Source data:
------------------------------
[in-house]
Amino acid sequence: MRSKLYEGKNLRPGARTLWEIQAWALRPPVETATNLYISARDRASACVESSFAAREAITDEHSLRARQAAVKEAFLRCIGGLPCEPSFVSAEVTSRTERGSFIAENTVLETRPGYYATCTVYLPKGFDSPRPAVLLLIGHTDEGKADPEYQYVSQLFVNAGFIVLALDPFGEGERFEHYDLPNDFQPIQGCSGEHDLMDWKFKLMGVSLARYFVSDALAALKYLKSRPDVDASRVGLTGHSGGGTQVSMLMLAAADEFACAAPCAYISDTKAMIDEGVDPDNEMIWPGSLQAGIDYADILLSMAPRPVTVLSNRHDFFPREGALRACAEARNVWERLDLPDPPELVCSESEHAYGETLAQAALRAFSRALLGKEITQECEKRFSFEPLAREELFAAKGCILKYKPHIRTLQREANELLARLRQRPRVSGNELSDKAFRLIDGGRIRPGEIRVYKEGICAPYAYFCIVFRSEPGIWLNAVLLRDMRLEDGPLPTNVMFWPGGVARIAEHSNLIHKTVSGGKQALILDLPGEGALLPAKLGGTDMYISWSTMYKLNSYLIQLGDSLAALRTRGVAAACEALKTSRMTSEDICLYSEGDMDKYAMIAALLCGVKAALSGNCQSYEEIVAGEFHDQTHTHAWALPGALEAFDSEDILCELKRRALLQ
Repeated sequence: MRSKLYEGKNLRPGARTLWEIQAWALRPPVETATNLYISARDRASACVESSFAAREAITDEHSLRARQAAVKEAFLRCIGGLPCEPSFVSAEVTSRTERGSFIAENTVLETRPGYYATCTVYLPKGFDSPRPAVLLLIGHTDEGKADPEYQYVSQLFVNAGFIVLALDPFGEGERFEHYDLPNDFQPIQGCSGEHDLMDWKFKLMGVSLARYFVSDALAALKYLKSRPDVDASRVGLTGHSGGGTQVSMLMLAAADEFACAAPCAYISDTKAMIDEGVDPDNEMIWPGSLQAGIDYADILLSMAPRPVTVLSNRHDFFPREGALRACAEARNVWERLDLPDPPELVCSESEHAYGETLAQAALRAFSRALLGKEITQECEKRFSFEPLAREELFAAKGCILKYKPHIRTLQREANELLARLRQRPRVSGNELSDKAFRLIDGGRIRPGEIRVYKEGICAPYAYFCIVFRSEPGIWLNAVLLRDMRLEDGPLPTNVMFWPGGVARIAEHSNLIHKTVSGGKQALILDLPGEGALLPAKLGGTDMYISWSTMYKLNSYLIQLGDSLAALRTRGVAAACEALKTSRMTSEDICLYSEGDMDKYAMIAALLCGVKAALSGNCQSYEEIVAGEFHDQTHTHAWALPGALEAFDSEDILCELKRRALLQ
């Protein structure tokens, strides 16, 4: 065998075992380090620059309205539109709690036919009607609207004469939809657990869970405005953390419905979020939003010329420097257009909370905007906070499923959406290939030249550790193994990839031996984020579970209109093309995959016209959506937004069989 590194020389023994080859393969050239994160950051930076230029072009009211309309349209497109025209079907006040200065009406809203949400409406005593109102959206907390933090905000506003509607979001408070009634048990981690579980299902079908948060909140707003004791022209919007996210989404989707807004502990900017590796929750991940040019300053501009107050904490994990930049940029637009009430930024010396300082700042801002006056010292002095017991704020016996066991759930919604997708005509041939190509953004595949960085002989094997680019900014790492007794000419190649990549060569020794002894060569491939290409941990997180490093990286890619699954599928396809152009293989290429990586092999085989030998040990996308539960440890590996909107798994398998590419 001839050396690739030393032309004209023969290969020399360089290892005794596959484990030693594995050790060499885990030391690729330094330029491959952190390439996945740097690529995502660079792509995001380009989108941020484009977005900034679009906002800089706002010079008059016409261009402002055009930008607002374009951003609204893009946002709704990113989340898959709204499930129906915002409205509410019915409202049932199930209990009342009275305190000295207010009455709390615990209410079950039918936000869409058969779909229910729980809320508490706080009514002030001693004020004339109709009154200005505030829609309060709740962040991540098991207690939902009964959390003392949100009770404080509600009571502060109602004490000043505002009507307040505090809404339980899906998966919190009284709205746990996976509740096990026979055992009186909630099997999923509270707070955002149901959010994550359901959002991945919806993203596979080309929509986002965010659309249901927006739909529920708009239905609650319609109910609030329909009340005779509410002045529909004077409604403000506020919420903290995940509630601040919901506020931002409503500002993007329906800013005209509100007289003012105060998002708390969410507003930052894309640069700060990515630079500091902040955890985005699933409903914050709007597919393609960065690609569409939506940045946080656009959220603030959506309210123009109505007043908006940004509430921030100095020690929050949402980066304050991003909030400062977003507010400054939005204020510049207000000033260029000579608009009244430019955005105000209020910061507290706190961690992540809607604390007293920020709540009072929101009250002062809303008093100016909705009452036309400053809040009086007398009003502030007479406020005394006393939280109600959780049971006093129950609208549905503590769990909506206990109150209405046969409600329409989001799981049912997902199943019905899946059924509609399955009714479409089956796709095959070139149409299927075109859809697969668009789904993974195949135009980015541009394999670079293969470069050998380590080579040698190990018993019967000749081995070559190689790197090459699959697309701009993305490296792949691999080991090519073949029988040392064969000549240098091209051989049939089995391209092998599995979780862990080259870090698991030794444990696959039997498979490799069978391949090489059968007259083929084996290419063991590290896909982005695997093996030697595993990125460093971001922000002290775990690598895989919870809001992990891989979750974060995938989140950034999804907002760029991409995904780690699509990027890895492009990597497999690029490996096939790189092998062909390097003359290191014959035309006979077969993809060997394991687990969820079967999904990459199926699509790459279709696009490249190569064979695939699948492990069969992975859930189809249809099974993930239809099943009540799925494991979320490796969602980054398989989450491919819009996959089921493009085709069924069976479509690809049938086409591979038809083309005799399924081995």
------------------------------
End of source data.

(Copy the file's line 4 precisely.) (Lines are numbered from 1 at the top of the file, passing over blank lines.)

């Protein structure tokens, strides 16, 4: 065998075992380090620059309205539109709690036919009607609207004469939809657990869970405005953390419905979020939003010329420097257009909370905007906070499923959406290939030249550790193994990839031996984020579970209109093309995959016209959506937004069989 590194020389023994080859393969050239994160950051930076230029072009009211309309349209497109025209079907006040200065009406809203949400409406005593109102959206907390933090905000506003509607979001408070009634048990981690579980299902079908948060909140707003004791022209919007996210989404989707807004502990900017590796929750991940040019300053501009107050904490994990930049940029637009009430930024010396300082700042801002006056010292002095017991704020016996066991759930919604997708005509041939190509953004595949960085002989094997680019900014790492007794000419190649990549060569020794002894060569491939290409941990997180490093990286890619699954599928396809152009293989290429990586092999085989030998040990996308539960440890590996909107798994398998590419 001839050396690739030393032309004209023969290969020399360089290892005794596959484990030693594995050790060499885990030391690729330094330029491959952190390439996945740097690529995502660079792509995001380009989108941020484009977005900034679009906002800089706002010079008059016409261009402002055009930008607002374009951003609204893009946002709704990113989340898959709204499930129906915002409205509410019915409202049932199930209990009342009275305190000295207010009455709390615990209410079950039918936000869409058969779909229910729980809320508490706080009514002030001693004020004339109709009154200005505030829609309060709740962040991540098991207690939902009964959390003392949100009770404080509600009571502060109602004490000043505002009507307040505090809404339980899906998966919190009284709205746990996976509740096990026979055992009186909630099997999923509270707070955002149901959010994550359901959002991945919806993203596979080309929509986002965010659309249901927006739909529920708009239905609650319609109910609030329909009340005779509410002045529909004077409604403000506020919420903290995940509630601040919901506020931002409503500002993007329906800013005209509100007289003012105060998002708390969410507003930052894309640069700060990515630079500091902040955890985005699933409903914050709007597919393609960065690609569409939506940045946080656009959220603030959506309210123009109505007043908006940004509430921030100095020690929050949402980066304050991003909030400062977003507010400054939005204020510049207000000033260029000579608009009244430019955005105000209020910061507290706190961690992540809607604390007293920020709540009072929101009250002062809303008093100016909705009452036309400053809040009086007398009003502030007479406020005394006393939280109600959780049971006093129950609208549905503590769990909506206990109150209405046969409600329409989001799981049912997902199943019905899946059924509609399955009714479409089956796709095959070139149409299927075109859809697969668009789904993974195949135009980015541009394999670079293969470069050998380590080579040698190990018993019967000749081995070559190689790197090459699959697309701009993305490296792949691999080991090519073949029988040392064969000549240098091209051989049939089995391209092998599995979780862990080259870090698991030794444990696959039997498979490799069978391949090489059968007259083929084996290419063991590290896909982005695997093996030697595993990125460093971001922000002290775990690598895989919870809001992990891989979750974060995938989140950034999804907002760029991409995904780690699509990027890895492009990597497999690029490996096939790189092998062909390097003359290191014959035309006979077969993809060997394991687990969820079967999904990459199926699509790459279709696009490249190569064979695939699948492990069969992975859930189809249809099974993930239809099943009540799925494991979320490796969602980054398989989450491919819009996959089921493009085709069924069976479509690809049938086409591979038809083309005799399924081995």